The excitement starts as the auctioneer accepts the initial starting offer and begins the bidding process. Boats are offered for sale either with a "Reserve" or "Non-Reserve" status. A Reserve is the minimum amount a seller will accept for their boat. If bidding does not reach the required reserve, the final bid will be held and the boat may leave the block as a 'no sale'. Often, 'no sale' boats are sold subsequently in the post auction area. This provides buyers the additional opportunity to purchase a boat, after the boat has crossed the block. Commissions are still collected by the auction company and paperwork is processed through the Auction Office. No-Reserve boats typically generate the most excitement, because they will be sold to the highest bidder.
As a result of your research, you will have determined the relative market value for boats in your area of interest. Quick, concise bids on your boat or boats of choice, sends a clear message to other prospective bidders, and the auctioneer. Firm bids to the value you have established lets all parties know that this is YOUR boat and the auctioneer is aware that you are the 'real' buyer.
Several Auction Company representatives are strategically placed around the auction stage to assist both the auctioneer and bidders. These people call out bids to the auctioneer serve to clearly guide you during the fast-paced bidding process. As prices are being called, and bidding is fierce, these ringmen are valuable allies in clearly understanding where the bidding is. Build and establish a relationship with your ring man to attain the boat of your dreams
Antique Boat America.com also has Bidder's Services personnel that are available to assist customers through the process of buying a boat. Prospective customers can use this service from the time they see a boat advertised or in our catalogue through buying the boat at the auction. Please contact us directly to discuss this service.
Sold: Now What?
After the gavel falls and the auctioneer declares the boat Sold !, the auction podium clerk will have a purchase acknowledgement form, known as a clerk ticket, that requires your signature confirming the final bid price on the boat. Remember, the buyer's premium (or commission) is in addition to the final bid price. You will receive a copy of the clerk ticket. This document will be transferred to the auction office where the necessary title and payment documents will be processed. You will need to go to the Auction Office, complete the required paperwork, and arrange for the payment so you may take possession of your new purchase. We suggest that prior to processing your purchase, you arrange for any transportation and insurance requirements you may need, either through your personal sources, or with any of the companies available to you on-site.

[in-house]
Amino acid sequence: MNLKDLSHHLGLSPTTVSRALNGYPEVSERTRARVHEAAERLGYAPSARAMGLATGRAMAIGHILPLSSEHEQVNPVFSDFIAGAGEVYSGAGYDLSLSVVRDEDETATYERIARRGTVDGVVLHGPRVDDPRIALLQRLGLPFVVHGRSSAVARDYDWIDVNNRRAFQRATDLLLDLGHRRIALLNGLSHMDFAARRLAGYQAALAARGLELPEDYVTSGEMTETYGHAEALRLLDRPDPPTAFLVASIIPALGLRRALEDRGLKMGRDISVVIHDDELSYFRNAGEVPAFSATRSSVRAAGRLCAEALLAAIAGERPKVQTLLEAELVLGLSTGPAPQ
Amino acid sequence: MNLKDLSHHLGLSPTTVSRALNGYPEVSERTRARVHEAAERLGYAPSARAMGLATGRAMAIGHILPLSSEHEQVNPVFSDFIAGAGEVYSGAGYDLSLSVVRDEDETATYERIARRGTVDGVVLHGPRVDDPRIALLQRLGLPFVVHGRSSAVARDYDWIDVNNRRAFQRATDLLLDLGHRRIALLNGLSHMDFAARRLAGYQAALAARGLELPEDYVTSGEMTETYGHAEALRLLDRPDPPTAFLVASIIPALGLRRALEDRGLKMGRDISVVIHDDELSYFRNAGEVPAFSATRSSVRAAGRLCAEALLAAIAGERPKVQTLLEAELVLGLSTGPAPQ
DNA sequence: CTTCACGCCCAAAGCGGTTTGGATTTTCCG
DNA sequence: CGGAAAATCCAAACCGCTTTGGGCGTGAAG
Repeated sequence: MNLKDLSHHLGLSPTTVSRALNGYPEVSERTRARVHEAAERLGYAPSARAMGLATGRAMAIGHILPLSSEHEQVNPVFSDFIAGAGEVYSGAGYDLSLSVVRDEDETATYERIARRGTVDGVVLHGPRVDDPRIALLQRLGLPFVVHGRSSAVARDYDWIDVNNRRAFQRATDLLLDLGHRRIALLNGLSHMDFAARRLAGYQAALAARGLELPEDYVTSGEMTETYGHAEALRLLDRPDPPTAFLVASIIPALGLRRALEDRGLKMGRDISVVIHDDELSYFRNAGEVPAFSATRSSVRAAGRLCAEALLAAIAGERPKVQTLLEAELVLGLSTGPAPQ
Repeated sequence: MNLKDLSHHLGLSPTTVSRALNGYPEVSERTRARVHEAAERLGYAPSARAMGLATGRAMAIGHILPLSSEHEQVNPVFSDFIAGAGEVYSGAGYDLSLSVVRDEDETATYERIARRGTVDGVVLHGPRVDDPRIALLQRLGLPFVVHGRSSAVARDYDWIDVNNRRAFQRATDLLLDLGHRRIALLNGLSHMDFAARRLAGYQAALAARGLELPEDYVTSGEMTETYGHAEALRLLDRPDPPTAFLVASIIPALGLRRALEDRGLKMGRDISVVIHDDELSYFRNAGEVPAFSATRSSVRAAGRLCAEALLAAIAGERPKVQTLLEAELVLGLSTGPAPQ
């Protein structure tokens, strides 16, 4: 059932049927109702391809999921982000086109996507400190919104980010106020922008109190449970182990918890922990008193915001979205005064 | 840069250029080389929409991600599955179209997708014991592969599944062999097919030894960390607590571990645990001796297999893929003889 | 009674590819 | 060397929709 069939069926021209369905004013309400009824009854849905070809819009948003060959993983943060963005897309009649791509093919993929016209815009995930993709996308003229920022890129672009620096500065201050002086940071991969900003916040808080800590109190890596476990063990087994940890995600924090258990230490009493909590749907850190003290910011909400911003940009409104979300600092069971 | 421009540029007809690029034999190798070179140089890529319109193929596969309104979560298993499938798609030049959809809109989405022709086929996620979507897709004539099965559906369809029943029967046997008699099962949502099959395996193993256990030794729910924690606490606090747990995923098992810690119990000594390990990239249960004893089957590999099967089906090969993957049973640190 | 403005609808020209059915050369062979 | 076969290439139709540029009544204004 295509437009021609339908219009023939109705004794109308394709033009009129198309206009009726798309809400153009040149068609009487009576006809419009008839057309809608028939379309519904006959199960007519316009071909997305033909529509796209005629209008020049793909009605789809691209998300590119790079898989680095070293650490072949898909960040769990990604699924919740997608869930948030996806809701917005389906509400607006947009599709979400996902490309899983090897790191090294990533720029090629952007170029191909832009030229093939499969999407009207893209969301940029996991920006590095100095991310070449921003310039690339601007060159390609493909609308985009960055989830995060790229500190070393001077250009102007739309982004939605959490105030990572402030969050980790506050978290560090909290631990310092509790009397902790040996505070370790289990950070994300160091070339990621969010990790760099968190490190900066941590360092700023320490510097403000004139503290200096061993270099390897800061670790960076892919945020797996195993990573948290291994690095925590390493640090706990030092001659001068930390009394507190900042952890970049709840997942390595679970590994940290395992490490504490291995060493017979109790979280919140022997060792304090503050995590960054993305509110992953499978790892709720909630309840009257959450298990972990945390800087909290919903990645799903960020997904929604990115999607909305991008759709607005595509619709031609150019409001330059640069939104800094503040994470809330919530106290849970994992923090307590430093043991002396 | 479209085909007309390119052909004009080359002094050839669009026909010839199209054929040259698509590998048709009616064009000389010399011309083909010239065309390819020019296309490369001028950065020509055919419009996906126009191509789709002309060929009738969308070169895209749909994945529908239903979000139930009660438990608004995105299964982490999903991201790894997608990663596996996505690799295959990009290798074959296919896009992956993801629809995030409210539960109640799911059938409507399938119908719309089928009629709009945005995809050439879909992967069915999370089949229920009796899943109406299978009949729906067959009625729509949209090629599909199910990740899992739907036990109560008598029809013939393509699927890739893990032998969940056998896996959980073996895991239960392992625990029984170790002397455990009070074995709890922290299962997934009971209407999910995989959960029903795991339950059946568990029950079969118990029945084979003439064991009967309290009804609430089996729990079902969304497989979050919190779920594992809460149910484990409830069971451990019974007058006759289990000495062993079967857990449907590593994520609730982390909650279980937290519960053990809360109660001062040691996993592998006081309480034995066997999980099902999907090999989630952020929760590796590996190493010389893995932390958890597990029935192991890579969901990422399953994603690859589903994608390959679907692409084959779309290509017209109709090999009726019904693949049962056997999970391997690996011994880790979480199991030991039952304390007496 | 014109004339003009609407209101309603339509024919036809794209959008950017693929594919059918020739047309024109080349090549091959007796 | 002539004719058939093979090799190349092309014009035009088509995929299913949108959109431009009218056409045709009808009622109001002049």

If you require transportation for your new boat, companies specializing in classic boat transport are usually on hand at the auction venues to assist you with your needs. Contacting and comparing these companies beforehand will allow you to find one that suits your particular needs, and will give you an idea of price comparisons.
Antique Boat America.com and the Antique Boat Museum have taken great care to provide a conducive environment in which to buy and sell antique and classic boats. In realizing the ownership of your new boat or to arrange for the sale of your boat, please let us know if we may provide any help or assistance. Our sales staff are here to help you year round with all your bidding or selling enquiries and to provide you with any assistance with the entire auction process.